…or, if you’re not hip to the lingo, National Game Design Month!
I’ll be trying my hand at this, and blogging about it as I go. Today, some groundwork. I know I have an idea, or rather two separate ideas, that might or might not go together. One is a premise, and the other is a mechanic. We’ll deal with the mechanic first, as that’s one of the harder parts.
The concept as it stands right now is to turn the classic RPG idea of “character classes” on its head. This is an idea I’ve batted around previously, both here and abroad – instead of being a wizard or a warrior or a thief, you have access to wizard dice, warrior dice, and/or thief dice, and you roll those dice when you want to take an appropriate action.
What this system allows, in theory, that a rigid class structure doesn’t is to cross-train and synergize your abilities. If you’re a thief with some magical talent, you can describe how your breaking and entering is enhanced by the spells you cast to get to roll both your thief dice and wizard dice, adding them together to get a better effect than you would independently.
This does require us to define specific roles ahead of time and map them to the dice, and that means we have to be mindful of the types of dice available (unless we want to resort to online virtual dice rollers that can generate any type of die), and it also forces us to consider what the dice mean and how that applies to the roll. Does one “class” naturally have less ability to succeed than others? We would hope not, if we’re interested in balancing the two against each other; otherwise, everyone will just choose to get the most effective dice and forgo all the rest.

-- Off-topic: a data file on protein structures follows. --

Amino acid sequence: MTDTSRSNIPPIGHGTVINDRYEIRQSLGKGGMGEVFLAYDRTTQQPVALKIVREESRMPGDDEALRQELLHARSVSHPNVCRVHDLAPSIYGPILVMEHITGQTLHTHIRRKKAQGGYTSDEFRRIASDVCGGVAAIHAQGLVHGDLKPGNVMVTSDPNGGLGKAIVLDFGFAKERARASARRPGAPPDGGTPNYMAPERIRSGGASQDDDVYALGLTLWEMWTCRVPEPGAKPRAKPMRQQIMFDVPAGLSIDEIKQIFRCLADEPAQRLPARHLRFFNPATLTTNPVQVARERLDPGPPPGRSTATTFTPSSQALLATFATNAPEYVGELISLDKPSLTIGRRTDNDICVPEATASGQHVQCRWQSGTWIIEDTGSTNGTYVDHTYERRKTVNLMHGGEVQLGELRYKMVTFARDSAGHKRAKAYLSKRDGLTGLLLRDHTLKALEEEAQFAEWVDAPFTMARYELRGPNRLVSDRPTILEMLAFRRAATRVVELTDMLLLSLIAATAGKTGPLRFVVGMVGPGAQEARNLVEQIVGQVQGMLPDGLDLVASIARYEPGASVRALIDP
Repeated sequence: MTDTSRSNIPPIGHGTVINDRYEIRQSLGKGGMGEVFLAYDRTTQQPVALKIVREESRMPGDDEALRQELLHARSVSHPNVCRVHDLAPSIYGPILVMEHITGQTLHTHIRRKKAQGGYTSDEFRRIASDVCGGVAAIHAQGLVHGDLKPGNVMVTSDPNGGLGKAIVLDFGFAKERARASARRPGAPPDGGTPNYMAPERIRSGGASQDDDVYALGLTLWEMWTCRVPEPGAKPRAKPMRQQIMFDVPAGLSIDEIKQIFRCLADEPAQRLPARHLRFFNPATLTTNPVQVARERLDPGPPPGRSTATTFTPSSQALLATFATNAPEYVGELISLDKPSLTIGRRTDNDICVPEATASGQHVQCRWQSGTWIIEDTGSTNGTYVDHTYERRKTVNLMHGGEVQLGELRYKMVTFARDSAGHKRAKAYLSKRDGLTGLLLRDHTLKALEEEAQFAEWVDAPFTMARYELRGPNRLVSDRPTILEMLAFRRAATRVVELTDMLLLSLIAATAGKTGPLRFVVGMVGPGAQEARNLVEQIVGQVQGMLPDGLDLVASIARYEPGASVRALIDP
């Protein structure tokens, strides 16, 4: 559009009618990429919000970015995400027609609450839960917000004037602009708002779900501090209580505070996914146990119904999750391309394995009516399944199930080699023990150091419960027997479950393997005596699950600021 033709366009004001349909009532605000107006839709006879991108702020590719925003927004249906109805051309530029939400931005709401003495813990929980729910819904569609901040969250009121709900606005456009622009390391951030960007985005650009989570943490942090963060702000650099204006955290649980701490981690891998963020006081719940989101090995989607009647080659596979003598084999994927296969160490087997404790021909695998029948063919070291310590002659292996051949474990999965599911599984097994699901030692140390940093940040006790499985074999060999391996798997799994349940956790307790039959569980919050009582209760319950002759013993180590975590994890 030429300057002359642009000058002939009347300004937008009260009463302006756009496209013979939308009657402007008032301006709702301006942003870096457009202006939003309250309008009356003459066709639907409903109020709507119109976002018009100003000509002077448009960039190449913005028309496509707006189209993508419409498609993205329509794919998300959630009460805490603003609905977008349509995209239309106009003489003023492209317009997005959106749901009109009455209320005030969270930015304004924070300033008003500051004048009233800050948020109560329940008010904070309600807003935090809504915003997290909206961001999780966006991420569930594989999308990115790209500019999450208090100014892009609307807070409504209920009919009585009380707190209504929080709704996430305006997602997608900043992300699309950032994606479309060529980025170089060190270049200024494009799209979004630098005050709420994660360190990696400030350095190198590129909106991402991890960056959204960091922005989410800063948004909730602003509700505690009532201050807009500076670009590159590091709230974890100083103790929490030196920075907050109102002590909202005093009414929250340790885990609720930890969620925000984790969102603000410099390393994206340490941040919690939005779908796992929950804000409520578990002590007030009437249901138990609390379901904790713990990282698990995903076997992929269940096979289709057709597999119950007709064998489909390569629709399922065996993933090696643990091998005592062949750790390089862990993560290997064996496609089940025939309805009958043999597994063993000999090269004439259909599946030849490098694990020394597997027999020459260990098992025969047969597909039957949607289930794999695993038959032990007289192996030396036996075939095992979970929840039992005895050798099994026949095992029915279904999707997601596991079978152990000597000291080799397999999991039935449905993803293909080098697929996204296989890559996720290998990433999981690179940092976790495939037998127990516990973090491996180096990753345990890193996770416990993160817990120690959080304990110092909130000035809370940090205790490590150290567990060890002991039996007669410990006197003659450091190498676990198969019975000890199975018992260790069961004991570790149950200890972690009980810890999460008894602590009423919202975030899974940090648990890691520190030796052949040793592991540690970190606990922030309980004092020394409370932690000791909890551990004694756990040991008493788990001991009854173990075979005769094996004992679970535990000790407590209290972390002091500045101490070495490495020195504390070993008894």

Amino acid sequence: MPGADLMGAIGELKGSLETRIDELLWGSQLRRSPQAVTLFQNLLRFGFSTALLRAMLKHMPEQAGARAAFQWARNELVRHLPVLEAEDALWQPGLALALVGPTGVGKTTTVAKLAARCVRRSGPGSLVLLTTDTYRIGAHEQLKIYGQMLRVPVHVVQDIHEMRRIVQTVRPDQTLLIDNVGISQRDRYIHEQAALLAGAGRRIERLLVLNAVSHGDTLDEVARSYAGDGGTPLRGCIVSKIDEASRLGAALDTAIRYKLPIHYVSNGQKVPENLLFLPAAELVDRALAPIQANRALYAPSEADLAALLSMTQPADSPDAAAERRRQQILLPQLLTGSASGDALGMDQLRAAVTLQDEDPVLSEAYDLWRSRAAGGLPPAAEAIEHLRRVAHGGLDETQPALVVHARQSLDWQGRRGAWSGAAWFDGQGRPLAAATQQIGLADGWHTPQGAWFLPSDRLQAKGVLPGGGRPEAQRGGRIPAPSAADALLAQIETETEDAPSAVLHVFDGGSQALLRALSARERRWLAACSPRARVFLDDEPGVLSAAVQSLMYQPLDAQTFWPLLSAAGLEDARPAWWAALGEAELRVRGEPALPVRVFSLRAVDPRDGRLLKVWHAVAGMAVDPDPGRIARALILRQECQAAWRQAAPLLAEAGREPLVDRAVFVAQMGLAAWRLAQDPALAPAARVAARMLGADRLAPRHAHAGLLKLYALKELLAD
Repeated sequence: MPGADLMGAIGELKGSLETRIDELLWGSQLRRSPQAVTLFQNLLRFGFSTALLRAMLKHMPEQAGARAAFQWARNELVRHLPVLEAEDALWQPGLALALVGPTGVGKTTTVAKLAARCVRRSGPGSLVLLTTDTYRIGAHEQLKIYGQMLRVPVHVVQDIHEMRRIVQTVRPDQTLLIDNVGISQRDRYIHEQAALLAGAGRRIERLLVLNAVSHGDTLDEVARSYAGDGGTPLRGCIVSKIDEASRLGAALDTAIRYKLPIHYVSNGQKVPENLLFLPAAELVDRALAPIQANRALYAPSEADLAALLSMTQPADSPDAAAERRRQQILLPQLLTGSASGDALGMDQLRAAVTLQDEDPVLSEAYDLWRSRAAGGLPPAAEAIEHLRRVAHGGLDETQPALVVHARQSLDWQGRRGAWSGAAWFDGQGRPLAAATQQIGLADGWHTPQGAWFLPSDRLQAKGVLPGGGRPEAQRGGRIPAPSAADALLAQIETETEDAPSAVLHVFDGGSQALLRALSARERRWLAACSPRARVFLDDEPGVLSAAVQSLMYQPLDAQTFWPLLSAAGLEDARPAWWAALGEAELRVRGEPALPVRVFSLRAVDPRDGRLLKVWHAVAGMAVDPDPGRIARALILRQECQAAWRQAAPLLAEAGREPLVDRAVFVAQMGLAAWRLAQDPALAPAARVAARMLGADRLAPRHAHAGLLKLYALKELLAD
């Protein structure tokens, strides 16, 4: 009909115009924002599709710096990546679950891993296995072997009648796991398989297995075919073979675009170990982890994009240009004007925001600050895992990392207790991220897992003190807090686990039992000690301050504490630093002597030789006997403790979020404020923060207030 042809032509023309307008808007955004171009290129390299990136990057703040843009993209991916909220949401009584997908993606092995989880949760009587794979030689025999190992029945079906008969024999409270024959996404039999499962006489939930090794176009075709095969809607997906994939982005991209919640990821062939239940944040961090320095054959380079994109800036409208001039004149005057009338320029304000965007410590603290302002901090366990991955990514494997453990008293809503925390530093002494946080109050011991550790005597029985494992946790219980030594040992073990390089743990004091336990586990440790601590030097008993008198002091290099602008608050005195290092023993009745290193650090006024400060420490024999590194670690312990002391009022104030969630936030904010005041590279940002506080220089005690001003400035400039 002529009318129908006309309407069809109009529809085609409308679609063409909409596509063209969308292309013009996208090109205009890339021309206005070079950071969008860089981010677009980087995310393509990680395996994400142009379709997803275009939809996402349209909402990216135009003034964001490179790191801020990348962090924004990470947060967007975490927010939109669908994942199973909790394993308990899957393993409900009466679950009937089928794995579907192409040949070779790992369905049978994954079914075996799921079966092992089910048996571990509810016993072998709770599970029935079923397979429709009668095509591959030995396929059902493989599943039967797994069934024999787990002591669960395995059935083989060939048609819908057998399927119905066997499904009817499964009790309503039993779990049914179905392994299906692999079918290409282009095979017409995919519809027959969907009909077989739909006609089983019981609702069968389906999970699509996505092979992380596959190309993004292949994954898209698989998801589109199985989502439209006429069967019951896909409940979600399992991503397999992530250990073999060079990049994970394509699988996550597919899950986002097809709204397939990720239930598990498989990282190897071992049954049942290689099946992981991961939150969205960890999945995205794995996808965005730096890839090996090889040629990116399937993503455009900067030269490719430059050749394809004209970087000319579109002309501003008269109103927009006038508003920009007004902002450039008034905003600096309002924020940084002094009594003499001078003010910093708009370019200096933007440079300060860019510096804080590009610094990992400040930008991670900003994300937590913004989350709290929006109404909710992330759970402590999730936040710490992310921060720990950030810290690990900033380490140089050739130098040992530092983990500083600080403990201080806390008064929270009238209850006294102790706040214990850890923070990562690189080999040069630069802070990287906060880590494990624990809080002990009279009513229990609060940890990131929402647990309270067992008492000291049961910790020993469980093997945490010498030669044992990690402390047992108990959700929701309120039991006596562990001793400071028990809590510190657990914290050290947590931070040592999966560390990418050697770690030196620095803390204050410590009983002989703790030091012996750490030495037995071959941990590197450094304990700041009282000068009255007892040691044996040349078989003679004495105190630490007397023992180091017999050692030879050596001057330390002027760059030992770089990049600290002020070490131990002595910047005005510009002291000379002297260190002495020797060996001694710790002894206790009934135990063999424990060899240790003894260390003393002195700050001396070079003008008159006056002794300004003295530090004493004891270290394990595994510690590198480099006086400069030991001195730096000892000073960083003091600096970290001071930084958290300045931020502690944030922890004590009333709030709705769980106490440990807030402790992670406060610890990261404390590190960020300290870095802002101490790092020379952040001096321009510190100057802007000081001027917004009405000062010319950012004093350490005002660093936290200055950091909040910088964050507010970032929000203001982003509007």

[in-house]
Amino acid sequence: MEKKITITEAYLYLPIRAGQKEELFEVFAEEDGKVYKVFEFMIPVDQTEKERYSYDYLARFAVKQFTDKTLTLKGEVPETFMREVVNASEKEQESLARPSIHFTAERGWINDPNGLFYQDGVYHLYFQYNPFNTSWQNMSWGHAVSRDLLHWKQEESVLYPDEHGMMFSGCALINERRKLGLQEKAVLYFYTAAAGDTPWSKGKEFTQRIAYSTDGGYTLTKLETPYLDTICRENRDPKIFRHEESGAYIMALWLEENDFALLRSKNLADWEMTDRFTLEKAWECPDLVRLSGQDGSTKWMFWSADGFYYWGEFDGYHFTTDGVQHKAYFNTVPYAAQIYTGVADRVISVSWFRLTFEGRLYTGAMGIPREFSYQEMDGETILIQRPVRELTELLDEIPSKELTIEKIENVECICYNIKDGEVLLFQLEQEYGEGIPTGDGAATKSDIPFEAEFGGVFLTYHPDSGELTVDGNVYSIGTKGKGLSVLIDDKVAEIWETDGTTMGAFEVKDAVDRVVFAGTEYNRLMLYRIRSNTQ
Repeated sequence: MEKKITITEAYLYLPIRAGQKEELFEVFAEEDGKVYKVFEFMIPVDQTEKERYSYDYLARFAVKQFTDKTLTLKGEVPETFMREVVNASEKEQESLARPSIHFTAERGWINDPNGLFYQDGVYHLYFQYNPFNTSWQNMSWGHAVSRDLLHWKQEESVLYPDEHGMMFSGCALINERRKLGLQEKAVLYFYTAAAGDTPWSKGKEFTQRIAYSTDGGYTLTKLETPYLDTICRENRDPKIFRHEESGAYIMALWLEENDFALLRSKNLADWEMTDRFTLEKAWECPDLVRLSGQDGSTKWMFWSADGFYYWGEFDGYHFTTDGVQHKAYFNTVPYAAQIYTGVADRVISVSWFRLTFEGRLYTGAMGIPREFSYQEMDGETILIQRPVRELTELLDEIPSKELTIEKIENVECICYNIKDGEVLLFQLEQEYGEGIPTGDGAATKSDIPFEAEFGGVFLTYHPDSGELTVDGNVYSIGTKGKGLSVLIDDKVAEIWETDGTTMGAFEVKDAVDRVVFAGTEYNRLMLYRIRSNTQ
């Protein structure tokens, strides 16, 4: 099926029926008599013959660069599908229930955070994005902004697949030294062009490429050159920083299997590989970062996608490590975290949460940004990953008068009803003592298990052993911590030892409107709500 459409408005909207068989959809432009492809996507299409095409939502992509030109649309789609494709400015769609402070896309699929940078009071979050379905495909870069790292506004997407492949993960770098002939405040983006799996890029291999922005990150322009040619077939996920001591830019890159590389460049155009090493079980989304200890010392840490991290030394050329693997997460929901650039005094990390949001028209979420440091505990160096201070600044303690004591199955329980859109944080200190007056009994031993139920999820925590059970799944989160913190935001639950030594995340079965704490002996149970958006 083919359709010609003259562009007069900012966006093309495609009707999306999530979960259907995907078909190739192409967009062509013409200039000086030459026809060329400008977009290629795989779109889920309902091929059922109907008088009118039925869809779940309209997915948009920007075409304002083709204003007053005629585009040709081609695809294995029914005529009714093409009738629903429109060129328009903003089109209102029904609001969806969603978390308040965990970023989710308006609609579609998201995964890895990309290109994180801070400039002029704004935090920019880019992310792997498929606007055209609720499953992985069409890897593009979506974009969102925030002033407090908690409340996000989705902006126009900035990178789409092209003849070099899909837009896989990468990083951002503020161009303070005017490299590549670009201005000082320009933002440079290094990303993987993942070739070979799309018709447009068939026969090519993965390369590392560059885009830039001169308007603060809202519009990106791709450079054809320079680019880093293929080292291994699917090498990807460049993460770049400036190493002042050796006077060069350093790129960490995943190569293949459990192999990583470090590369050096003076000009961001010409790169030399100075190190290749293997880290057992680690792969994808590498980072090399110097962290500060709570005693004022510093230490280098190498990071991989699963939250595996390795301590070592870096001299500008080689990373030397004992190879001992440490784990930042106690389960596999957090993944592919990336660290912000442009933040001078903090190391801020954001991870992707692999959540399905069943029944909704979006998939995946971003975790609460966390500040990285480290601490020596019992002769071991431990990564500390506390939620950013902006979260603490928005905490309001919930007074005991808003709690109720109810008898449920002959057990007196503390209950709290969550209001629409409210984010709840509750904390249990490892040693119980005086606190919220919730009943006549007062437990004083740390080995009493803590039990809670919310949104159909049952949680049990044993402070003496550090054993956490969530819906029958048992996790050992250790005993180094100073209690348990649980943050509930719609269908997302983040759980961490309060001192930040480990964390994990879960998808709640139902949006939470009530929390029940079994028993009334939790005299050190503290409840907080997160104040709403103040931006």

As I’ve envisioned it so far, the dice cost a number of “character points” equal to the number of sides on the die, so bigger dice cost more. That kinda levels out the playing field a little, and you can buy lots of little dice as opposed to one big one, but it still doesn’t provide quite the egalitarian sense to all of the different roles as I would like – preferably, the roles should be relatively efficacious in their fields of specialty, so that the choice is what you *want* to play as opposed to what gets you the biggest mechanical benefit.
I’m thinking we’ll need to add another axis to this graph – size of die and perhaps color of die, mapping the roles to the colors and not the shape/number. In the example above, then, wizards and thieves and warriors all have access to d4, d6, etc., but wizard dice might be white whereas thief dice are green and warrior dice are blue. This means we have to put a little more thought into how one acquires these dice, since you’re not just choosing to split up your points among your roles any more.
Or are you? You can just as easily say “I want an arcane burglar, emphasis on the burglar, so I’m going to buy bigger dice from the thief pool and just a few small dice from the magic pool”. Hmmm. This could work.
I’ll sketch up a possible framework and come back.